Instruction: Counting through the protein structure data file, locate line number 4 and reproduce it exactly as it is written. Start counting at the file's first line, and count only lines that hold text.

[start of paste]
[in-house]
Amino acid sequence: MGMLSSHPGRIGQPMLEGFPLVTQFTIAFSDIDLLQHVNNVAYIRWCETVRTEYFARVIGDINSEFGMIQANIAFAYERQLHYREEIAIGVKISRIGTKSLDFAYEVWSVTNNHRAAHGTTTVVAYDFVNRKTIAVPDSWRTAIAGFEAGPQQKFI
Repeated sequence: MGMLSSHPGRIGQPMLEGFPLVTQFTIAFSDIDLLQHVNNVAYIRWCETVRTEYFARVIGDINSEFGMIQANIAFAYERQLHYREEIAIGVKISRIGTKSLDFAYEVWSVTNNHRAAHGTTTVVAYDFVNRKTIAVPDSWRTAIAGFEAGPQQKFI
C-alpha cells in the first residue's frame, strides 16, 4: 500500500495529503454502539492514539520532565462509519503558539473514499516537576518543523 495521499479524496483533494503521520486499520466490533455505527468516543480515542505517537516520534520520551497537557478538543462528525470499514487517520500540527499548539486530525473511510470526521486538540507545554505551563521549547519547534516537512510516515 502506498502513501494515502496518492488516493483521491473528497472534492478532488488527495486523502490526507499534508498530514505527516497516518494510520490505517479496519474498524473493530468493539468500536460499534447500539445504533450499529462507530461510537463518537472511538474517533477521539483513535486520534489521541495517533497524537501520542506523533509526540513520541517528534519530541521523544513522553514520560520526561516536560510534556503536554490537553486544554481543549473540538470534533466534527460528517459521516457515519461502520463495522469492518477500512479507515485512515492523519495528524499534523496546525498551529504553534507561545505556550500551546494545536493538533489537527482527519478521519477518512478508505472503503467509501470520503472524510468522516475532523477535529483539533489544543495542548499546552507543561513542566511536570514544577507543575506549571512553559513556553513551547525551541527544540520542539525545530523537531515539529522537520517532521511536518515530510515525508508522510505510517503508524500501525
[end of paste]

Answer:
C-alpha cells in the first residue's frame, strides 16, 4: 500500500495529503454502539492514539520532565462509519503558539473514499516537576518543523 495521499479524496483533494503521520486499520466490533455505527468516543480515542505517537516520534520520551497537557478538543462528525470499514487517520500540527499548539486530525473511510470526521486538540507545554505551563521549547519547534516537512510516515 502506498502513501494515502496518492488516493483521491473528497472534492478532488488527495486523502490526507499534508498530514505527516497516518494510520490505517479496519474498524473493530468493539468500536460499534447500539445504533450499529462507530461510537463518537472511538474517533477521539483513535486520534489521541495517533497524537501520542506523533509526540513520541517528534519530541521523544513522553514520560520526561516536560510534556503536554490537553486544554481543549473540538470534533466534527460528517459521516457515519461502520463495522469492518477500512479507515485512515492523519495528524499534523496546525498551529504553534507561545505556550500551546494545536493538533489537527482527519478521519477518512478508505472503503467509501470520503472524510468522516475532523477535529483539533489544543495542548499546552507543561513542566511536570514544577507543575506549571512553559513556553513551547525551541527544540520542539525545530523537531515539529522537520517532521511536518515530510515525508508522510505510517503508524500501525